NEW DELHI — The Indian Navy has finalized a plan to acquire 100 cutting-edge technologies in the next 15 years to build its war-fighting capabilities, but how realistic that will be is a million-dollar question.
The 15-year prospective plan unveiled last month calls for acquiring a range of futuristic technologies. These include naval missiles and guns, propulsion and power generation, surveillance and detection systems, torpedoes and directed energy weapons, submarines and anti-submarine warfare systems, naval aviation, network-centric warfare and combat management systems.
"By 2027, we want 200 warships and around 600 aerial assets, hypersonic and loitering missiles, and laser weapons," said Rear Adm. Dinesh Tripathi, the Indian Navy's assistant chief of naval staff for policy and plans.
The navy has 138 warships and submarines and about 230 aerial assets, he said.
"In addition, we need to reduce import content for our sensors and weapons and need a high-range of hypersonic and loitering missiles and laser and directed energy weapons," Tripathi added.
Future naval technologies will be built domestically under the "Make in India" a "Indigenization" categories.
The Make in India policy encourages foreign defense companies to collaborate with Indian companies to set up manufacturing facilities for transfer and absorption of cutting-edge manufacturing technology. This is intended to boost jobs and skill development in the country.
The Indigenization policy is largely meant for domestic [defense] companies, encouraging them to develop products that are currently sourced through imports.
Analysts are divided about how this will work.
"It is true that whereas weapons and sensors and their associated software suites are concerned, there has been sub-optimal indigenization," said Pradeep Chauhan, a retired Indian Navy vice admiral.
Several electronic warfare suites, including Ajanta, Ellora and Porpoise, all of which are fitted on the Navy's latest frontline surface, airborne and subsurface combatants, and which are designed to detect the presence of enemy combatants without disclosing one's position or identity, are an unqualified success, he said.
Likewise, the Indian Navy's family of advanced underwater-sensors, including Advanced Panoramic Sonar Hull mounted (APSOH), Hullmounted Sonar Advanced (HUMSA) and USHUS, are a huge success.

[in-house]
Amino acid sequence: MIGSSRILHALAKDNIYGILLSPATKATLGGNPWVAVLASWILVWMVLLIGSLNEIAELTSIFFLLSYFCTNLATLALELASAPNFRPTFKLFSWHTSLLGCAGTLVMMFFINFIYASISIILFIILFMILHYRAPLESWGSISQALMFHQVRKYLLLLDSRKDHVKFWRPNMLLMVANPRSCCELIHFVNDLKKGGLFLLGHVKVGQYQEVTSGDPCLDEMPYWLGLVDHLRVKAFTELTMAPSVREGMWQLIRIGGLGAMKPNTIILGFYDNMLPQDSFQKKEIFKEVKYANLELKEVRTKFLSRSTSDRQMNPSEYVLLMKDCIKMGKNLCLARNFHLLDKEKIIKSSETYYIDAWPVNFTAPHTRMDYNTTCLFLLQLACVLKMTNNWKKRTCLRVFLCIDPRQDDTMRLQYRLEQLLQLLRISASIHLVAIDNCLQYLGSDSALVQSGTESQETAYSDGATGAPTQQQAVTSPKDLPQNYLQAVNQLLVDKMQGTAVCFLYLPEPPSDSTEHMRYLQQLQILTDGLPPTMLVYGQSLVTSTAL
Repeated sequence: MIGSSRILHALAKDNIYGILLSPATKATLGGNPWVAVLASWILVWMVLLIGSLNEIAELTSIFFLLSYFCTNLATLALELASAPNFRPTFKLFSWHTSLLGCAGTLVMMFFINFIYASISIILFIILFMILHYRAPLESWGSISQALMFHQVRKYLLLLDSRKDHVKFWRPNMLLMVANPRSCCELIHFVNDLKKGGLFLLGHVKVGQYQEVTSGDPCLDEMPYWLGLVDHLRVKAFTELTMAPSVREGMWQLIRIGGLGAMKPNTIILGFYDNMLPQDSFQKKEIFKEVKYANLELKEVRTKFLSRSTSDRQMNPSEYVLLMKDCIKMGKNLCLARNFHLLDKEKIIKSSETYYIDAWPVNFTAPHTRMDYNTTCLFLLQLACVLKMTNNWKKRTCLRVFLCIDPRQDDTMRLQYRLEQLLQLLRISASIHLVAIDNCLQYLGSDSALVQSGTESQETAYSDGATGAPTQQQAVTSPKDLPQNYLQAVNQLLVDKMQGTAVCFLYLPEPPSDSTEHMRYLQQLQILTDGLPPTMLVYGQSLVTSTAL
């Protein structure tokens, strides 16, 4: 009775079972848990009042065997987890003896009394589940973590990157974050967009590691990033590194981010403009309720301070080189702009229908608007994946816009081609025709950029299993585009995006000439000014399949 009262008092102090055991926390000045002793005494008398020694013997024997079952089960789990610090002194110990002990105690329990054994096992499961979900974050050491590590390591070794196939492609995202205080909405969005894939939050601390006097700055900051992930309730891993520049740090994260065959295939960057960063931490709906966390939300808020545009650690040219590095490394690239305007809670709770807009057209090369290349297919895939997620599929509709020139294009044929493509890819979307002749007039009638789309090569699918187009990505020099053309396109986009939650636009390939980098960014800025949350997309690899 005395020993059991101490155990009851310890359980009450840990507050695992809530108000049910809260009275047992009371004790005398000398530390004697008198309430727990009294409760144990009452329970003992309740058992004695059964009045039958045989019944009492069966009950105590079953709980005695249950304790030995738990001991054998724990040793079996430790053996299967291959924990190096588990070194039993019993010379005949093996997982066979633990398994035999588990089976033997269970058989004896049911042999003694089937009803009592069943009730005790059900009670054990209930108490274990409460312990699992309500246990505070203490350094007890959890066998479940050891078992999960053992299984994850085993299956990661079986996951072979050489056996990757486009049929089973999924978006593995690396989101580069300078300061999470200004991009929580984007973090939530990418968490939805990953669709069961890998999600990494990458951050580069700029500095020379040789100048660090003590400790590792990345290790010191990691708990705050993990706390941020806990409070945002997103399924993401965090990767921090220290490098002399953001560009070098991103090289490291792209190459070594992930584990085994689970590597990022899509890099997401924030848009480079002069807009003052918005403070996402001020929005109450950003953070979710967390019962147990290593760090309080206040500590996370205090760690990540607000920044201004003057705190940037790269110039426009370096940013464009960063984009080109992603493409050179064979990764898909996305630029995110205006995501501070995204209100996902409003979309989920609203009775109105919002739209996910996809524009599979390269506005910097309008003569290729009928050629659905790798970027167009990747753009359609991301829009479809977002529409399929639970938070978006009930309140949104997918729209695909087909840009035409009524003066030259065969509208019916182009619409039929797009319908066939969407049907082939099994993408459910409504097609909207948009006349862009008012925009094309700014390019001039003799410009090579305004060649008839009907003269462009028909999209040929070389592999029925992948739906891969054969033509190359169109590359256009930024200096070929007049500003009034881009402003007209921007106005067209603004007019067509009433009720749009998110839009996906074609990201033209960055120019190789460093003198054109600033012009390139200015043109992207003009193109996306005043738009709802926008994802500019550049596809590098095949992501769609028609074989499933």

"In the future, high-definition radars, sonars, infra-red seeker and electronic warfare suites will be required," said Birinder Singh Randhawa, retired Indian Navy vice admiral said.
"Immediately, larger-caliber guns, 127mm and anti-missile guns (Vulcan Phalanx type), extended range and guided munitions would also be required. To start with these would need to be built under license," Randhawa said.
Chauhan further argues that the future cannot be assured by resting upon past success, particularly since both government and private industry spent pathetically small amounts of money on research and development.
To build future naval war-fighting capabilities, Chauhan said, the navy will need to acquire disruptive technologies, including electromagnetic rail guns and kinetic energy projectiles; laser-directed weapons, weapon-control systems and communication suites; hypersonic missiles and space planes; blue-green lasers for submarine detection; directed-energy weapons; autonomous advanced drones and unmanned combat vehicles that are truly autonomous and fusion-based power sources.
"However, aviation-based R&D in India has been particularly poorly funded and overseen," Chauhan said. "The only way that new naval aviation assets — such as carrier-borne fixed-wing aircraft, ship-borne multirole rotary-wing aircraft, ship/carrier-launched-and-recovered UAVs and UCAVs can be meaningfully built in India is through the Make in India program."
As regards the network-centric warfare capabilities, Randhawa said the building blocks are in place; data links are produced indigenously, and a naval communication satellite is in place. The capability can be built on and foreign collaboration may be resorted to for initial catch-up.
"The Indian Navy will also require directed energy weapons and laser weapon systems, Chauhan said. "The short-term answer is to exploit the potential of the 'Make in India' policy initiative. The long-term answer is to invest heavily in highly paying R&D."